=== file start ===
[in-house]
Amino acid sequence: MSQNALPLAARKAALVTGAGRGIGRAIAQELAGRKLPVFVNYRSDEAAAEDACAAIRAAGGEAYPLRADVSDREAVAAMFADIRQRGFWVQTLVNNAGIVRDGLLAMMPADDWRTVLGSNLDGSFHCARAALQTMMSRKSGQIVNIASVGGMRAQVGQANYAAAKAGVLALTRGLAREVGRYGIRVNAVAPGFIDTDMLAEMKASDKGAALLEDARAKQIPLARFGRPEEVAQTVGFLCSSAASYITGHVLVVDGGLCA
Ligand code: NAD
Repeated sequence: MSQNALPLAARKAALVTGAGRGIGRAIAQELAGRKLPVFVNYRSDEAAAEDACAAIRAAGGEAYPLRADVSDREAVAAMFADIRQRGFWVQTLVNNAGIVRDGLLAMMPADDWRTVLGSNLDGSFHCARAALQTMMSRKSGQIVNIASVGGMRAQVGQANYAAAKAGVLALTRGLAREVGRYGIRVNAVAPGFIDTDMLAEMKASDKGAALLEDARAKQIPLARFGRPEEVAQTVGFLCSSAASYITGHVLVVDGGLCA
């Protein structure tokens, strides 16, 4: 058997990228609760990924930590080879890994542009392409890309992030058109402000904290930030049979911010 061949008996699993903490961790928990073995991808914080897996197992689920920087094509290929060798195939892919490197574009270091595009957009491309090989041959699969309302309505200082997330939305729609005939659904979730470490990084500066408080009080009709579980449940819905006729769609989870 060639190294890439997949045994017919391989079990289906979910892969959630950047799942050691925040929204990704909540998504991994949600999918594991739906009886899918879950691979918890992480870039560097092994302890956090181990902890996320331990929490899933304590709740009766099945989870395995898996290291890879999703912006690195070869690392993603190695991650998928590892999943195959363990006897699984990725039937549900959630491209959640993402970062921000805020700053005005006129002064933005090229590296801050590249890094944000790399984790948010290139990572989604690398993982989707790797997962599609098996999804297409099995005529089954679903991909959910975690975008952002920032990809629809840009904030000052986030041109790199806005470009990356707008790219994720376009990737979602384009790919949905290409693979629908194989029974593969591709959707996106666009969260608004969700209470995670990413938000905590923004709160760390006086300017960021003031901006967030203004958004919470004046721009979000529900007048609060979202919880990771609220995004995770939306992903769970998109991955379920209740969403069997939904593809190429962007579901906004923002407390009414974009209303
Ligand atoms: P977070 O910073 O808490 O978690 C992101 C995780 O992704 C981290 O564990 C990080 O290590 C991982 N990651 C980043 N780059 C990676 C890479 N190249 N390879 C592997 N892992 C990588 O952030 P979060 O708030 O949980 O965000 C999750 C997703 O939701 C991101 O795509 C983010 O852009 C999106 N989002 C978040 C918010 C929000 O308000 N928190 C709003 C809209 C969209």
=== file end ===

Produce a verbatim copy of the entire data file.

[in-house]
Amino acid sequence: MSQNALPLAARKAALVTGAGRGIGRAIAQELAGRKLPVFVNYRSDEAAAEDACAAIRAAGGEAYPLRADVSDREAVAAMFADIRQRGFWVQTLVNNAGIVRDGLLAMMPADDWRTVLGSNLDGSFHCARAALQTMMSRKSGQIVNIASVGGMRAQVGQANYAAAKAGVLALTRGLAREVGRYGIRVNAVAPGFIDTDMLAEMKASDKGAALLEDARAKQIPLARFGRPEEVAQTVGFLCSSAASYITGHVLVVDGGLCA
Ligand code: NAD
Repeated sequence: MSQNALPLAARKAALVTGAGRGIGRAIAQELAGRKLPVFVNYRSDEAAAEDACAAIRAAGGEAYPLRADVSDREAVAAMFADIRQRGFWVQTLVNNAGIVRDGLLAMMPADDWRTVLGSNLDGSFHCARAALQTMMSRKSGQIVNIASVGGMRAQVGQANYAAAKAGVLALTRGLAREVGRYGIRVNAVAPGFIDTDMLAEMKASDKGAALLEDARAKQIPLARFGRPEEVAQTVGFLCSSAASYITGHVLVVDGGLCA
């Protein structure tokens, strides 16, 4: 058997990228609760990924930590080879890994542009392409890309992030058109402000904290930030049979911010 061949008996699993903490961790928990073995991808914080897996197992689920920087094509290929060798195939892919490197574009270091595009957009491309090989041959699969309302309505200082997330939305729609005939659904979730470490990084500066408080009080009709579980449940819905006729769609989870 060639190294890439997949045994017919391989079990289906979910892969959630950047799942050691925040929204990704909540998504991994949600999918594991739906009886899918879950691979918890992480870039560097092994302890956090181990902890996320331990929490899933304590709740009766099945989870395995898996290291890879999703912006690195070869690392993603190695991650998928590892999943195959363990006897699984990725039937549900959630491209959640993402970062921000805020700053005005006129002064933005090229590296801050590249890094944000790399984790948010290139990572989604690398993982989707790797997962599609098996999804297409099995005529089954679903991909959910975690975008952002920032990809629809840009904030000052986030041109790199806005470009990356707008790219994720376009990737979602384009790919949905290409693979629908194989029974593969591709959707996106666009969260608004969700209470995670990413938000905590923004709160760390006086300017960021003031901006967030203004958004919470004046721009979000529900007048609060979202919880990771609220995004995770939306992903769970998109991955379920209740969403069997939904593809190429962007579901906004923002407390009414974009209303
Ligand atoms: P977070 O910073 O808490 O978690 C992101 C995780 O992704 C981290 O564990 C990080 O290590 C991982 N990651 C980043 N780059 C990676 C890479 N190249 N390879 C592997 N892992 C990588 O952030 P979060 O708030 O949980 O965000 C999750 C997703 O939701 C991101 O795509 C983010 O852009 C999106 N989002 C978040 C918010 C929000 O308000 N928190 C709003 C809209 C969209």